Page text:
It was rush hour on 495. The first car cut across traffic toward the exit lane, where traffic was not moving. It went from about 75 mph to a complete stop. It smashed into a second car, which had been slowing down. The second car slammed into the back of a third car, causing it to spin around, and then crashed into the third car’s driver’s side. The third car hit a forth.
A horn was blaring. The first driver’s face was jammed against the steering wheel of his car. His leg was sticking out of the window. He didn’t make it. The second driver was carried away on a gurney. The third driver crawled out through the passenger side of his car and sent me this text:
Totaled. I’m fine.
I stared at it. But it didn’t make sense. A car was hit. It looked like my husband’s car.
“Mama!” sang a voice from my backseat. “Can we go? Can we go? Can we go?” TWO and I were in the parking lot of ONE’s elementary school.
“One second, baby.” I zoomed in on the photo. “I think daddy was in a car accident.” For some reason I didn’t understand what I was looking at.
TWO started to cry. “Is daddy okay?”
“Don’t cry, Sweetie,” I said. “He’s fine, he’s…” It occurred to me that I probably shouldn’t have said anything to her. “Let me just send him a text…”
I couldn’t stop staring at the driver’s side door. What was I missing? I called him. It went right to voicemail. TWO was still crying. I could hear my heart, crashing against itself in my ears like waves before a storm. It was a sound I’d heard before, but I couldn’t remember when.
Finally my thoughts swam toward the front of my brain. Everything got bright. The red truck had slammed right into the driver’s side. The door was crushed into where he had been sitting. It should’ve pinned him in. Time caught up. How did he get out? How was he okay?
I started to cry.
At that moment he called and said he was fine. He told me about the other drivers, and how the door of his car had caved in, yet the metal stopped just before touching his leg. How stunned he was to have walked away without even a scratch. Miracles, angels, God. And then he had to go.
I’d woken up stressed that day, having somehow overbooked myself with things to do for the school, our church, my book, and the mother’s day show. But by the time we walked into TWO’s preschool I’d cancelled it all, wondering how it had ever seemed important. I didn’t know what the day would look like now, but I didn’t care. All I could think of was getting to him on 495.
But then he called again, letting me know that a co-worker, who’d been stuck in the accident traffic, stopped and picked him up. He was going to the office to take care of things and would call when he was ready to leave. I felt strangely let down. And jumpy. Even though I knew he was okay, we’d had enough scary separations over the years to know that I wouldn’t be okay until I saw him again.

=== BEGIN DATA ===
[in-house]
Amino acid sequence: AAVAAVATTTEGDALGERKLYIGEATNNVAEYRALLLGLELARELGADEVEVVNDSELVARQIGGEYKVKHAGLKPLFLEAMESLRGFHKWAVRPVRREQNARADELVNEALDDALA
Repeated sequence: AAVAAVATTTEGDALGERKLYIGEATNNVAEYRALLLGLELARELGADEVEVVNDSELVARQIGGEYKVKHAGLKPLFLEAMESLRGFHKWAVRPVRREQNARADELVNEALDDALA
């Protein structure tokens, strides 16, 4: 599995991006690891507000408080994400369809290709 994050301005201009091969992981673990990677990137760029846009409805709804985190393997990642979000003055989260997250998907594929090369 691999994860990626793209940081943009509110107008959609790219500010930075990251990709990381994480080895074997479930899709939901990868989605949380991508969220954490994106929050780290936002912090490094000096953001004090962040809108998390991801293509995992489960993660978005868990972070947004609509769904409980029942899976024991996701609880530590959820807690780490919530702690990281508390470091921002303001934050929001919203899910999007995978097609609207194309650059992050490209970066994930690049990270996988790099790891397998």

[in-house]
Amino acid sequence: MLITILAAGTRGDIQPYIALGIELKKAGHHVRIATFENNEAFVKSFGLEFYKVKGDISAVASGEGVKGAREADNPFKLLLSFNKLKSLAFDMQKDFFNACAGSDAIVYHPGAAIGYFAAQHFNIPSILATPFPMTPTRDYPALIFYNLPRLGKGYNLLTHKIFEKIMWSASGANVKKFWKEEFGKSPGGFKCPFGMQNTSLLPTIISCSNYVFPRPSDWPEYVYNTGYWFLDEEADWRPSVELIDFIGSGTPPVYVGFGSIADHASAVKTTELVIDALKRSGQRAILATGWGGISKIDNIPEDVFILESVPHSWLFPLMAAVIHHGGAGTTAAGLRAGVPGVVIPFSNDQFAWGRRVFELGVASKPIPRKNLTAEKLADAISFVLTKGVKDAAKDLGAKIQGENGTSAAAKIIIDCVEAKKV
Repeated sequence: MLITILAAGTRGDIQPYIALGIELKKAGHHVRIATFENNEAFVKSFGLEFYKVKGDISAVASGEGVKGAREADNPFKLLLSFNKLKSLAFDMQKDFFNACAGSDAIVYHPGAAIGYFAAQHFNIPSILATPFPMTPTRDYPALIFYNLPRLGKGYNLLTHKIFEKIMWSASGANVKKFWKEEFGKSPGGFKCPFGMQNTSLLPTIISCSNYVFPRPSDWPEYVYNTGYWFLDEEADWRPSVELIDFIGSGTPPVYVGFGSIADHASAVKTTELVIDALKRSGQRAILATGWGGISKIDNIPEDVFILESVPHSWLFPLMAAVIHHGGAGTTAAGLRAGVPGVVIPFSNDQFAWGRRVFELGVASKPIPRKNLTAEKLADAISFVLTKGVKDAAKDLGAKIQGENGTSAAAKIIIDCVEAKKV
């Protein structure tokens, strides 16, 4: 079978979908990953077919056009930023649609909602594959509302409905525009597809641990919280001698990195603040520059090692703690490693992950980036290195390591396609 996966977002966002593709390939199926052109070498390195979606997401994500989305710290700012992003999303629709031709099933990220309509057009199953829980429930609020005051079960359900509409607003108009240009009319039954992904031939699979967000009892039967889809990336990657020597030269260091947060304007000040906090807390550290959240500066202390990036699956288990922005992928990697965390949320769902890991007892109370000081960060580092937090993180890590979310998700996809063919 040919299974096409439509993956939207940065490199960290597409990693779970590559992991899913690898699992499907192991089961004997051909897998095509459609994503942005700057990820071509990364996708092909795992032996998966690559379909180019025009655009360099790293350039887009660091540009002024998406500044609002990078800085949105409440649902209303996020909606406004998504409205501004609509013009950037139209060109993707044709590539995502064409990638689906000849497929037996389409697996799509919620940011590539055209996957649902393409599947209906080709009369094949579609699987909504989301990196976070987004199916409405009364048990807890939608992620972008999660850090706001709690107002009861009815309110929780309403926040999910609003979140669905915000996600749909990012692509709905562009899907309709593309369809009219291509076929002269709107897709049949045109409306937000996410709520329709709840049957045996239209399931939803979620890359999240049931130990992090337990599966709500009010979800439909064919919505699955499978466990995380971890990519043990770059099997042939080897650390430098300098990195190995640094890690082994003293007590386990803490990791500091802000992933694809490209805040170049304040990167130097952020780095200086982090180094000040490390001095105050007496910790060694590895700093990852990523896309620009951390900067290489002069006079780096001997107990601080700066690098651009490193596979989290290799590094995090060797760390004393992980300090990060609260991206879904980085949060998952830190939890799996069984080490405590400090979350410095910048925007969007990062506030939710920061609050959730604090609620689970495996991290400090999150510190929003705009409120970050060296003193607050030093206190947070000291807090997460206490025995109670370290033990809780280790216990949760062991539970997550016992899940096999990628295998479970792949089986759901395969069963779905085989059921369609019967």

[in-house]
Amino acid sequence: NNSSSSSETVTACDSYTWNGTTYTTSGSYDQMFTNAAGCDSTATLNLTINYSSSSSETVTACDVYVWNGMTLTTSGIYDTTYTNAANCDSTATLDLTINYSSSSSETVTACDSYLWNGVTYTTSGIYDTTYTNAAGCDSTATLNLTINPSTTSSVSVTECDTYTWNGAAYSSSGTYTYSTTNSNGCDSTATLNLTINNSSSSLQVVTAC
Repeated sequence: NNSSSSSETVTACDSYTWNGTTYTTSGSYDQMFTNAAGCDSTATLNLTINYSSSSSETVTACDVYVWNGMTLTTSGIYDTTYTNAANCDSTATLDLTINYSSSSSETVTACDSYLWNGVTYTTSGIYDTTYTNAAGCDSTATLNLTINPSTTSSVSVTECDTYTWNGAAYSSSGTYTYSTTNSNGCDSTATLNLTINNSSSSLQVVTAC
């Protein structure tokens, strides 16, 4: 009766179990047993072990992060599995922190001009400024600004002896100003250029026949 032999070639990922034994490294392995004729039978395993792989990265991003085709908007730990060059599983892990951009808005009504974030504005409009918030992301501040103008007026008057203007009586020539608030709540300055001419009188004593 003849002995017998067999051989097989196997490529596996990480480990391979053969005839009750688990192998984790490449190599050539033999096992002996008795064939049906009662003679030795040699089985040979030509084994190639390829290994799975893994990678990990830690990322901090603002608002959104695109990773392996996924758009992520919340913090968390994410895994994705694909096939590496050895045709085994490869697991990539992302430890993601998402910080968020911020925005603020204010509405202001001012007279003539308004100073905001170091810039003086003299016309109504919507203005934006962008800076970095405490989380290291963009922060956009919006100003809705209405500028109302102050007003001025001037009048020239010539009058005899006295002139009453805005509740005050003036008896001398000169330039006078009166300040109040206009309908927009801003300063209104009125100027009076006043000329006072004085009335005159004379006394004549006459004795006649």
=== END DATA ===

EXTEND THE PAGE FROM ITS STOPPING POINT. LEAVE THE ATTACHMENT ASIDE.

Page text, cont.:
I started to pace. All the free time in the world ahead of me, yet even though I’d ached for it that morning, I didn’t want it. A little thought started running through my mind. Something a friend had planted in my head earlier that week. I clung to it while I paced.
…how slowly your brain understands something bad
…panic pushed down by a plan, no matter how irrational
…knowing he’s okay
…remembering his face, his arms, his smell
…God answering your morning prayer of bringing everyone in the family home together at the end of the day
…the feeling that washes over you when you receive this text: Are you around? I think I’m probably going to come home. Do u wanna pick me up?
I cried most of the way to his office, vacillating between an emotional pit and the relief I was longing for. The relief that always came after moments like these. The relief that flooded when I heard his keys in our apartment door after he’d gotten away from the men who tried to mug us. Relief that made me laugh as I exited the New York train on 9/12 and saw him waiting for me. Relief as the girls screamed his name just hours after the Discovery hostage situation ended and he was home.
Relief that meant that we were together again.
Relief that reminded me just how much I loved him.
I knew that someday we’d be separated for good. That one of us would get that call, or sit by the other’s side and watch them go. But as I caught sight of him coming toward my car, leaning into the wind, perfect and in one piece, I thanked God that once again that day wasn’t today.
© 2012 CEK. ALL RIGHTS RESERVED.
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